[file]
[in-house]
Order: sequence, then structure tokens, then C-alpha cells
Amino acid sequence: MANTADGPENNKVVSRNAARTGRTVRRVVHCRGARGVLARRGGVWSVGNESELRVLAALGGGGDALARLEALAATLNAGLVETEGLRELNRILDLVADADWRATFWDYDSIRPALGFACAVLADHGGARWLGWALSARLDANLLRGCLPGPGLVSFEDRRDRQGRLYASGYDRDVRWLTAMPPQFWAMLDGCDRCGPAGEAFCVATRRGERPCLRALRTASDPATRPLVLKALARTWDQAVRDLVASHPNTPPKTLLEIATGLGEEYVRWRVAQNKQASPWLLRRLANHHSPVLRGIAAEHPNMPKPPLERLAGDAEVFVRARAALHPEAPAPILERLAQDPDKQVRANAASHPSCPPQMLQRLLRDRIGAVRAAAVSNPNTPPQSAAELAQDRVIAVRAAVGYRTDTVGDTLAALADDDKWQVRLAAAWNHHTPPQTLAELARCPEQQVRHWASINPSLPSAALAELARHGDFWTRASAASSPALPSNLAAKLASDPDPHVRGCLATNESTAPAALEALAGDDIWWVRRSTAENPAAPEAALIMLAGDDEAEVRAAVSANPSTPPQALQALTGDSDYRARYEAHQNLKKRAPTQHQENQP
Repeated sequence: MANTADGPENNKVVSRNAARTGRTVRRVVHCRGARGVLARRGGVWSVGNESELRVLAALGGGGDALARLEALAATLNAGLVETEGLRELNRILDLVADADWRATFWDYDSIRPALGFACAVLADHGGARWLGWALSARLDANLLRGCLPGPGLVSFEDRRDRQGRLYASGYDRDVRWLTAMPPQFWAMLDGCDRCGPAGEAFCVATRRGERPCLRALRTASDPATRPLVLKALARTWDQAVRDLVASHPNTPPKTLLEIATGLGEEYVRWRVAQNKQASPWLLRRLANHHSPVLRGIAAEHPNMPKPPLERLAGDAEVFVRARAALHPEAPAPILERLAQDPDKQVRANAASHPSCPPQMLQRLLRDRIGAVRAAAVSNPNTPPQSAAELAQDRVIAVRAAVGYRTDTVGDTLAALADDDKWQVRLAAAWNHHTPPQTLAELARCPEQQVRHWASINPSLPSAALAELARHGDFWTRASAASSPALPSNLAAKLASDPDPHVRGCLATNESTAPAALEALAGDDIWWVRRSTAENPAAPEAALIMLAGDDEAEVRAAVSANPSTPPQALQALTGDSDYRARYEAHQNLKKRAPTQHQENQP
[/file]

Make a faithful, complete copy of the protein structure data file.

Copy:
[in-house]
Order: sequence, then structure tokens, then C-alpha cells
Amino acid sequence: MANTADGPENNKVVSRNAARTGRTVRRVVHCRGARGVLARRGGVWSVGNESELRVLAALGGGGDALARLEALAATLNAGLVETEGLRELNRILDLVADADWRATFWDYDSIRPALGFACAVLADHGGARWLGWALSARLDANLLRGCLPGPGLVSFEDRRDRQGRLYASGYDRDVRWLTAMPPQFWAMLDGCDRCGPAGEAFCVATRRGERPCLRALRTASDPATRPLVLKALARTWDQAVRDLVASHPNTPPKTLLEIATGLGEEYVRWRVAQNKQASPWLLRRLANHHSPVLRGIAAEHPNMPKPPLERLAGDAEVFVRARAALHPEAPAPILERLAQDPDKQVRANAASHPSCPPQMLQRLLRDRIGAVRAAAVSNPNTPPQSAAELAQDRVIAVRAAVGYRTDTVGDTLAALADDDKWQVRLAAAWNHHTPPQTLAELARCPEQQVRHWASINPSLPSAALAELARHGDFWTRASAASSPALPSNLAAKLASDPDPHVRGCLATNESTAPAALEALAGDDIWWVRRSTAENPAAPEAALIMLAGDDEAEVRAAVSANPSTPPQALQALTGDSDYRARYEAHQNLKKRAPTQHQENQP
Repeated sequence: MANTADGPENNKVVSRNAARTGRTVRRVVHCRGARGVLARRGGVWSVGNESELRVLAALGGGGDALARLEALAATLNAGLVETEGLRELNRILDLVADADWRATFWDYDSIRPALGFACAVLADHGGARWLGWALSARLDANLLRGCLPGPGLVSFEDRRDRQGRLYASGYDRDVRWLTAMPPQFWAMLDGCDRCGPAGEAFCVATRRGERPCLRALRTASDPATRPLVLKALARTWDQAVRDLVASHPNTPPKTLLEIATGLGEEYVRWRVAQNKQASPWLLRRLANHHSPVLRGIAAEHPNMPKPPLERLAGDAEVFVRARAALHPEAPAPILERLAQDPDKQVRANAASHPSCPPQMLQRLLRDRIGAVRAAAVSNPNTPPQSAAELAQDRVIAVRAAVGYRTDTVGDTLAALADDDKWQVRLAAAWNHHTPPQTLAELARCPEQQVRHWASINPSLPSAALAELARHGDFWTRASAASSPALPSNLAAKLASDPDPHVRGCLATNESTAPAALEALAGDDIWWVRRSTAENPAAPEAALIMLAGDDEAEVRAAVSANPSTPPQALQALTGDSDYRARYEAHQNLKKRAPTQHQENQP